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Sheffield’s rich comedy scene

Sheffield is not well known for comedy. But then again, where is? Our hotspots all bustle with the ubiquitous clamour of live music. Much like in every other metropolitan area, venue managers are falling over one another to celebrate our city's uniquely rich and diverse live music scene. Comedy, by contrast, is far less useful to a venue. People are required to sit quietly and listen to what one person has to say. To this end drinking is less encouraged and distractions like music or noise at the bar damage the overall performance. It's a demanding medium for a venue.

But the simplistic staging and the apparent carefree nature of professional comics will always entice opportunists. You only need amplify someone's voice to a convocation of expectant listeners, tell some jokes and hey presto - 90 minutes have flown by and you're immensely popular and rich. Perhaps it's the easy access to comedy production that creates so many flash in the pan disasters that serve only to dishearten and weary a would-be comedy fan, making so many more reluctant to risk it for their evenings out. Nothing is quite so exquisitely awkward as a comedy gig gone awry.

Despite this, these risks have been braved many times over - sometimes even successfully - and in 2013 Sheffield can proudly boast a comedy scene more varied and vibrant than ever.

Our story begins in the mid 80s, when ‘alternative comedy’ hit Sheffield. Before this there were only the large scale variety acts, working men's club comics and the lesser-known folk comedy circuit. But soon there came an insurgence of nights dedicated to the craft of stand-up and those who wrote and honed their own material - stand-up comedy as we know it today - and these quickly shot to prominence. One of these nights, Fool's Paradise, became a regular event at Sheffield Memorial Hall by 1989.

By 1992, Tony Allen, creator of the London Alternative Cabaret alongside Alexei Sayle in 1979, did a run of five gigs in five pubs over five nights as part of the Sheffield Festival. The alternative comedy boom had hit and in the same year promoters of Fool's Paradise began a collaboration with smaller local night The Red Grape Cabaret to create a long-term weekly alt comedy showcase in Hunter's Bar called The Last Laugh. Expanding across both city and county, The Last Laugh, accompanied by Toby Foster's smiling face, has become the most iconic and recognisable player in Sheffield comedy.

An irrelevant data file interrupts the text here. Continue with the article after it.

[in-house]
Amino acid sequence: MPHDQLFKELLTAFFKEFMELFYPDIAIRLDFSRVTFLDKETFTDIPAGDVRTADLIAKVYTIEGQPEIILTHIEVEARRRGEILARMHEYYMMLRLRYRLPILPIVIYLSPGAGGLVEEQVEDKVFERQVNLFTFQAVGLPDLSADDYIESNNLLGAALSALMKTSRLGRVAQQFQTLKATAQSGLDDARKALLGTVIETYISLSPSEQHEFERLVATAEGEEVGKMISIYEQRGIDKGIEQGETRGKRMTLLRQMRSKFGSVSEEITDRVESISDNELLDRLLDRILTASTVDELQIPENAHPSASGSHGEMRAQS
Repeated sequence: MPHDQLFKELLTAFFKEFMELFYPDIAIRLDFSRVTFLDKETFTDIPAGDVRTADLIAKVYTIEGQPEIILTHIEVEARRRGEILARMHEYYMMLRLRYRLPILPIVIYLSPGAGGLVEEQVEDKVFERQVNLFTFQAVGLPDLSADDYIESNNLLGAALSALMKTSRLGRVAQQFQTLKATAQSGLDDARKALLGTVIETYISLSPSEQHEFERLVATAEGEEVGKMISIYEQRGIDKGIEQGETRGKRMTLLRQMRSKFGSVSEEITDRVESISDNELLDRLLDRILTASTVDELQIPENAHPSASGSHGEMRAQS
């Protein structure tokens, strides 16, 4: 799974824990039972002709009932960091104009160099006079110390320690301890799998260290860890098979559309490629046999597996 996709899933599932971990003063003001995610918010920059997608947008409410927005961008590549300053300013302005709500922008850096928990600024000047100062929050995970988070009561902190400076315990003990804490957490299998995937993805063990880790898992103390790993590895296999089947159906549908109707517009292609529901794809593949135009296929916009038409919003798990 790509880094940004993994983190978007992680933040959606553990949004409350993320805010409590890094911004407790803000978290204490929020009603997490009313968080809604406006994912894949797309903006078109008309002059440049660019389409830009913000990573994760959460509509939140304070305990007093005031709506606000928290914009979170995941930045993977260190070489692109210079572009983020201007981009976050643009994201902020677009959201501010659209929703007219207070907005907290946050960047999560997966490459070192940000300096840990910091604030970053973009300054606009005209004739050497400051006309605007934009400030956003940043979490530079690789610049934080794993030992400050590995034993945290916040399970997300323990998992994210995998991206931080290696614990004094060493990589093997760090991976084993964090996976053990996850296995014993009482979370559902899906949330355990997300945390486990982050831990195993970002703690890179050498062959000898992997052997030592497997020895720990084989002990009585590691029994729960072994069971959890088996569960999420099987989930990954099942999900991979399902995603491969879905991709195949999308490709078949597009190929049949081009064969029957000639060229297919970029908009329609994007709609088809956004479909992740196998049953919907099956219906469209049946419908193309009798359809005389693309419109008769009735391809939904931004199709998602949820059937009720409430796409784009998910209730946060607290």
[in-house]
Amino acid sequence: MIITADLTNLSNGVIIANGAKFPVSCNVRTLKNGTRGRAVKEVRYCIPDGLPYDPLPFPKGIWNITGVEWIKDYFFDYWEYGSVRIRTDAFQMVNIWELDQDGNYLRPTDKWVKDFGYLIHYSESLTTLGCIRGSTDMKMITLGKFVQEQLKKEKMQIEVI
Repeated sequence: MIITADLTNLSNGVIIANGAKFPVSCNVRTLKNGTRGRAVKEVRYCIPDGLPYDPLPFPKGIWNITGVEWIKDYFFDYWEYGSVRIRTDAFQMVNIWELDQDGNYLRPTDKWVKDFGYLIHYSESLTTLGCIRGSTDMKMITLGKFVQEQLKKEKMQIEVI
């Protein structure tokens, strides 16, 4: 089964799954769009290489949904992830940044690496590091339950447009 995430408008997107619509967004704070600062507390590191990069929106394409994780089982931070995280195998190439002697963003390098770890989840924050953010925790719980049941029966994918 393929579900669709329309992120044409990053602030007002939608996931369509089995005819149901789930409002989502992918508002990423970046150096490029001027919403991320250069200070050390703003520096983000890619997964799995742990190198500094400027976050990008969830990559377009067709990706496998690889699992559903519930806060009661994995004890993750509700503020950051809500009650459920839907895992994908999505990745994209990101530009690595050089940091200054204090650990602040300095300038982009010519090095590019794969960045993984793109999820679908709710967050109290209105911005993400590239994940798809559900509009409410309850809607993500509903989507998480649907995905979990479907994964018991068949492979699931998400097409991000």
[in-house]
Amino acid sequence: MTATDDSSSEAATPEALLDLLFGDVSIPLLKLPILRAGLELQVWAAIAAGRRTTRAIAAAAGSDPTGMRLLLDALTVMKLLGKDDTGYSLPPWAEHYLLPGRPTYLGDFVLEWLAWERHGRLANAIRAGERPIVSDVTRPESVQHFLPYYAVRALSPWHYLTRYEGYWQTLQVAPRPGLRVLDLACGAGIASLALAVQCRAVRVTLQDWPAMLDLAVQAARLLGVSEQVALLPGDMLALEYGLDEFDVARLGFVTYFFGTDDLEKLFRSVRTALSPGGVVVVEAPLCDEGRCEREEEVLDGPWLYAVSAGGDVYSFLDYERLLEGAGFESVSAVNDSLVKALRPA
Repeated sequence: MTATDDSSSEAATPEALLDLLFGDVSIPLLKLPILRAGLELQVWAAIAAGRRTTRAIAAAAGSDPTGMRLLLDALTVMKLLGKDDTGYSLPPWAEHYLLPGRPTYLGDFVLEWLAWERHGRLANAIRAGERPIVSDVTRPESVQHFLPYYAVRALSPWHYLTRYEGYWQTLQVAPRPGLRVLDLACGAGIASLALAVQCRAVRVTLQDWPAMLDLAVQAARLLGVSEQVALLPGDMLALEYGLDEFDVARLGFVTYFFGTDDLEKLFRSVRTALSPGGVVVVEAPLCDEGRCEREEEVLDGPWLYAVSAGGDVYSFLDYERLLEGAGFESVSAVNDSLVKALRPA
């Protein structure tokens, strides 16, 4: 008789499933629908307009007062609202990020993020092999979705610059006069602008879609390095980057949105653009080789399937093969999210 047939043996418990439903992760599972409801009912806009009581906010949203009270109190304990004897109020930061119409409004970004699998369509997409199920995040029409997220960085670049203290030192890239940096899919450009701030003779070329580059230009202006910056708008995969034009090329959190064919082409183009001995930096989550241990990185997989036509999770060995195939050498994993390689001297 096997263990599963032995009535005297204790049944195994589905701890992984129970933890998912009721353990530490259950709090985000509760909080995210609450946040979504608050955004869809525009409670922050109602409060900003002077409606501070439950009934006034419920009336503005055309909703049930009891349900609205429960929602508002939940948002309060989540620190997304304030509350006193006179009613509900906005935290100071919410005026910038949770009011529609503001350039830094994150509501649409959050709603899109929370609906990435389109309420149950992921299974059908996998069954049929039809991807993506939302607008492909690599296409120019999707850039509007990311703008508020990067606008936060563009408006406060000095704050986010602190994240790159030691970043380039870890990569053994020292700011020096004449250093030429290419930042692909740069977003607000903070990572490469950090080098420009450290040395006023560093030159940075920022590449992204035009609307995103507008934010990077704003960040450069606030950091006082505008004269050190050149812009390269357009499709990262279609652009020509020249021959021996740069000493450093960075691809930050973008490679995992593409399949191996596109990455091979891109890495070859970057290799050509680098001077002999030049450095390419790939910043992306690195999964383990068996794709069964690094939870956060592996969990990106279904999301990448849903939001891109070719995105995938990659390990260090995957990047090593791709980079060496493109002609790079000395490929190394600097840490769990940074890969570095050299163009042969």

In 2012, I was interviewed for a piece on Chortle.co.uk called 'Where Are All The South Yorkshire Comics?' as a token voice of dissent in a foregone conclusion; that there was no comedy in Sheffield. We may not have the bustling circuit of Manchester or Leeds, but there is a wonderful array of nights and performers across the city. They simply lack exposure. Perhaps this is why they are so readily overlooked, even by journalists tasked with looking for them. It can't help to be operating in the shadow of the Last Laugh monolith, notorious for threatening to blacklist acts that play any other Sheffield clubs. With this in mind, I would like to redress the balance and talk about the wealth of smaller nights that punctuate and colour Sheffield's comedy scene.

Firstly, there's Abbcom. Originally based at Abbeydale Picture House in 2007, Abbcom has been another major Sheffield success, whose nights you can now attend at The Ale House in Woodseats, The Lantern Theatre in Nether Edge and The Fleur De Lys in Totley. Abbcom stands out as a franchise that provides a platform for new acts and new material in addition to hosting more established names from the professional comedy circuit. Amongst their ranks are other larger regional and national promoters like Stagefright Comedy (Dronfield Arms, Dronfield) and Fun House Comedy (New Barrack Tavern, Penistone Road), both of which run similar nights in Sheffield.

Recently, we've gained a new high-budget professional showcase in the form of The Leadmill Comedy Club, showing that Sheffield can support two big name clubs. If the big name showcase isn't your thing, there's Square Hole Comedy at The Red Deer on Pitt Street, a wonderfully intimate gig served up alongside complementary homemade cake. Lastly there is my own night, AltComCab, created to promote the more eccentric and eclectic side of the circuit at monthly nights at The Riverside and Harrisons 1854.

To many, the perception of live comedy in the north hasn't budged from the working men's club imagery of rotund men spouting spite against their spouse. I'm not saying that doesn't still exist, but comedy contains such diversity right now that all I can do is urge you to try it. Maybe you too will find yourself supporting local comedy.

Abbcom

Stagefright Comedy

Fun House Comedy

Leadmill Comedy Club

Square Hole Comedy

AltComCab

Next article in issue 65

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